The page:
January 12th, 2009

chininhands

Three Games

On the weekend after Christmas I broke my long gaming drought with three games in quick succession. They were all different - in fact, they spanned the three "eras" of gaming previously discussed here on Gametime, the Old School (adventure and setting), the New School (character), and the Indie Revisionist (system and procedure). Here are a few impressions - they might spark further thoughts down the line.


First was me running 3:16 Carnage Among The Stars at hix's PostBoxCon. I've been eager to get in on some 3:16 for some time, and it was great to finally jump in with this in a one-off setting.

What I was doing in play: learning the rules; coming up with conflict scenes; figuring out what kind of critters the aliens were and what kind of threats they posed; playing the commanding officer specifically to make the characters' lives more difficult.

Impressions: The thing runs like a dream. There are some questions I haven't sorted yet, like how to represent the effects of people trying to achieve goals other than killin' aliens, and how some aspects of game description can be reflected in the system. Overall, though, I found it easy to learn and invigorating to run.


Second was a gathering for a relatively long-running Mage: The Ascension live game, The Invisible College. In this session, I took on the role of a spirit-world reflection of my personal character, and supported my character's best friend on his journey.

What I was doing in play: presenting and developing a scene for the hero PC; playing off of the other spirit-world NPC's improv in a fun way that opened spaces for the hero PC to explore; crackin' jokes; some pieces of developing the plot in a GMish kinda way; developing my understanding of my personal character through the behaviour I was taking as his reflection; following my intuition. The GM who set up the situation had no particular idea over how it would progress and resolve, so much of this emerged fluidly in play.

Impressions: the use of mechanical system in this game is so massively haphazard that it's hardly there at all. Basically, when the outcome of something is not apparent, rock paper scissors resolves that something. Narration explains odd outcomes (Theatrix-style), such that a weedy guy can take out a god just as easily as the reverse, but the way it gets explained in play will be completely different. However, the use of social system is really powerful and deep-set; like all improv games, there are complex understandings of genre that have built up over time that frame every creative contribution. This was a really fun session for me.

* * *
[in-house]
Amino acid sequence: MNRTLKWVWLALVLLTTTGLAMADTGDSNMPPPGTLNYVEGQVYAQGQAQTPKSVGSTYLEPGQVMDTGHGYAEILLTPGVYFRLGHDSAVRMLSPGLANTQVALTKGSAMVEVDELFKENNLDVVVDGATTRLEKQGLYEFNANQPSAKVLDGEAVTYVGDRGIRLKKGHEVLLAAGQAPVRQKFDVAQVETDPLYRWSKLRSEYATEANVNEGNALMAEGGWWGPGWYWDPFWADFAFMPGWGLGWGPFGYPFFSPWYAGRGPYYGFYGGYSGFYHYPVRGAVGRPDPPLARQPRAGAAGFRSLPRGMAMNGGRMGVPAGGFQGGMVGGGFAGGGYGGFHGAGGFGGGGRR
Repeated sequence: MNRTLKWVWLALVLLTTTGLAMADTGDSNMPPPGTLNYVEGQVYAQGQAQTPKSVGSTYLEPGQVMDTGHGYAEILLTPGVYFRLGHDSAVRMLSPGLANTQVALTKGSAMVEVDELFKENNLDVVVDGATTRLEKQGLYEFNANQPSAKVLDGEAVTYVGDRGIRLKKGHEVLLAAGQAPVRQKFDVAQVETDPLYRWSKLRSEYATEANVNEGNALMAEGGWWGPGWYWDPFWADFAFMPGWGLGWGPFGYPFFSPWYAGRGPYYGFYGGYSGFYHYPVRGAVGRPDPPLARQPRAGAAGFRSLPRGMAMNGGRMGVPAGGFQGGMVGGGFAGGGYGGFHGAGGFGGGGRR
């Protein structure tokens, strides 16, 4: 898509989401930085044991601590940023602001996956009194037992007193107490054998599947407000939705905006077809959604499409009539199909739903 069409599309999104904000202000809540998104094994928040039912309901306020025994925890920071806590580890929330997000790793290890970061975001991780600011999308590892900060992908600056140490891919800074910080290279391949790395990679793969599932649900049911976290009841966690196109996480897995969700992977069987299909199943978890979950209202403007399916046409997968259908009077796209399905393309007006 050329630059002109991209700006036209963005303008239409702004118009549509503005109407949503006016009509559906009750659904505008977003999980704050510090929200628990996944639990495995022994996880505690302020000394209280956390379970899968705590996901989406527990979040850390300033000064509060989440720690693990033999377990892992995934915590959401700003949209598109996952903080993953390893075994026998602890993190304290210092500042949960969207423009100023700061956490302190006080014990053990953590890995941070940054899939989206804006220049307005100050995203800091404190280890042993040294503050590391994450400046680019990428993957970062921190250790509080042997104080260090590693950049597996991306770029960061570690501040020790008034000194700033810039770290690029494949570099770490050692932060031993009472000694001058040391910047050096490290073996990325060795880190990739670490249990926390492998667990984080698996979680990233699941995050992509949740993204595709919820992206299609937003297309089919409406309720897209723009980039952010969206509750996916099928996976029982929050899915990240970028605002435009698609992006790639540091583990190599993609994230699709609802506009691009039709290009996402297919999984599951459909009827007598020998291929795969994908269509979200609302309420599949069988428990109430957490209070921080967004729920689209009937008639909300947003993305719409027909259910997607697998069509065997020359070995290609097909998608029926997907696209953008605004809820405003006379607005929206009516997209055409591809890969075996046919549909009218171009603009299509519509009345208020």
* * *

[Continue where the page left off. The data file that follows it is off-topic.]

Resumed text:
Third was a revival of a high-level D&D 3.5 game that had been dormant for a couple of years; with most of the group now back in the same city, we sat down to play.

What I was doing in play: referring to a prewritten scenario; framing scenes and providing connective narration throughout the game; thinking of ways to link character aspects to things in the scenario; trying to stage scenes to build up some mystery and suspense; make balance-of-probabilities judgements about the consequences of actions taken, knowing what I knew about the setting (the GM Imagined Space!); in combat sequences, always, always keeping things moving while handing over to players as much of the system detail as possible; making tactical and strategic decisions for the bad guys; trying (and failing) to keep track of all the special abilities and options available for the villains; rolling plenty of dice.

Impressions: this was a near-classic mission scenario, with all the good and bad that suggests; detailed planning followed by relatively successful execution and then a big boss fight, leavened with occasional moments of light-hearted character play. As always, the devil is in the details for D&D 3.x, with the resolution of conflicts building up from many incremental moments. The "ten minutes of fun squeezed into four hours" thing originates from this kind of play, but that misses the point that the detail of those increments, and the way dozens of small choices interlock, is the fun for many people.



So that was the last weekend of 2008 for me - three games in quick succession, good times all around. They all felt similar enough to me that they're clearly the same pastime, but looking at the detail of what I was doing in each, they were all very very different from each other. Anyway - good times. Onward to more games in 2009!


And did you see Mash's fascinating deconstruction of his gaming life?